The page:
Stocks & Commodities V. 30:13 (80-82): Donít Ditch The Dogs Of The Dow by Teresa Fernandez

Stocks & Commodities V. 30:13 (80-82): Donít Ditch The Dogs Of The Dow by Teresa Fernandez
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Donít Ditch The Dogs Of The Dow by Teresa Fernandez

With just one modification, you can create a reliable variation of a money maker.

Since its introduction, the dogs of the Dow strategy has appeared in widely read publications and financial websites. Dogsofthedow.com, which tracks the performance of the strategy, has received accolades. Perhaps the strongest proof of the investing publicís acceptance is the fact that funds have been created to follow this strategy, funds such as the Hennessy Balanced Fund (HBFBX) and the Hennessy Total Return Fund (HDOGX).

Dogs of the Dow strategy

I tested the basic strategy of investing in the 10 highest-yielding Dow stocks for 2000Ė11 inclusive (a 12-year period), using the following rules: First, the yield is calculated by taking the previous yearís last-quarter dividend, multiplying it by 4, and dividing that by the year-end price of the previous year. Why not just divide the sum of dividends paid in the previous year by the year-end price? Consider Alcoa (AA), whose 2009 yearend price was $16.12 and the dividends paid in 2009 were from first to fourth quarters: $0.17, $0.03, $0.03, $0.03.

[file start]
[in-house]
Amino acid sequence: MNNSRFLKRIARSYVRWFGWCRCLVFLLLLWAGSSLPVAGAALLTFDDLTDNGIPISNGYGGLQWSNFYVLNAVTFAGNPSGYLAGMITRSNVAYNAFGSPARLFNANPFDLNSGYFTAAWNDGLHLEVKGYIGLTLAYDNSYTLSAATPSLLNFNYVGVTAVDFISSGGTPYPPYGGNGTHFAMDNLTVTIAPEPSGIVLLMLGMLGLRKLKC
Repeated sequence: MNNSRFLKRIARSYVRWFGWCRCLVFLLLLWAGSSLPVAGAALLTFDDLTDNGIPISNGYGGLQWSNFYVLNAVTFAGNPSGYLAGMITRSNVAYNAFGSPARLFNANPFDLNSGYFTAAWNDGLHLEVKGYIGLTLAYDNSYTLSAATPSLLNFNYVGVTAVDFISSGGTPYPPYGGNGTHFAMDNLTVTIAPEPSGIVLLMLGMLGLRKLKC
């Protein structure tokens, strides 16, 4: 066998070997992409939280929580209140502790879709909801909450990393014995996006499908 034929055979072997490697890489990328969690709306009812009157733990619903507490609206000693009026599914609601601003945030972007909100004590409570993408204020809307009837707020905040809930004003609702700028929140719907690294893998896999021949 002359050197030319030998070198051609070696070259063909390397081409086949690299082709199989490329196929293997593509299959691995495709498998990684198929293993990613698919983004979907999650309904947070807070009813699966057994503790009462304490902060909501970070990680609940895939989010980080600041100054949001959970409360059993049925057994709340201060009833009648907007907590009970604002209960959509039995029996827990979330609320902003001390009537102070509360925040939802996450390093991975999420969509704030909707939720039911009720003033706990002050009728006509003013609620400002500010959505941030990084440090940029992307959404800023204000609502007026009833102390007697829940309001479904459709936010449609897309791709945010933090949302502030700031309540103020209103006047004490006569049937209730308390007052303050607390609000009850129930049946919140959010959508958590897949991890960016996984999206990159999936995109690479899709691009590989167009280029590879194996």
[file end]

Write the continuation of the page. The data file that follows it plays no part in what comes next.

The total of dividends paid in 2009 of $0.26 divided by the year-end price of $16.12 would have given us a yield of 1.6%. However, dividend payments were reduced to $0.03 per quarter. Realistically, we can expect no more than $0.12 ($0.03 x four quarters) in dividends for 2010, or a yield of 0.74%. As it turned out, dividends paid per quarter remained at $0.03 throughout 2010.

Consider the opposite situation of McDonaldís (MCD), whose 2009 year-end price was $62.44. Dividends paid in 2009 were from first to fourth quarters: $0.50, $0.50, $0.50, $0.55. The total of dividends paid in 2009 of $2.05 divided by the year-end price of $62.44 would have given us a yield of 3.3%; dividend payments were increased to $0.55 a quarter. We can expect to receive total dividends of $2.20 in 2010, or a yield of 3.5%. As it turned out, not only were dividends increased to $0.55 in the first three quarters of 2010, they increased further in the last quarter to $0.61.

Second, dividends are reinvested per quarter in the same stock that paid the dividend, odd-lot, and fractional shares.

Third, and perhaps most important, rather than calculate returns based on index levels and stock prices, we will assume that at the beginning of 2000, 100 shares of each of the 10 highest-yielding stocks are purchased for a total investment of $56,689.50.




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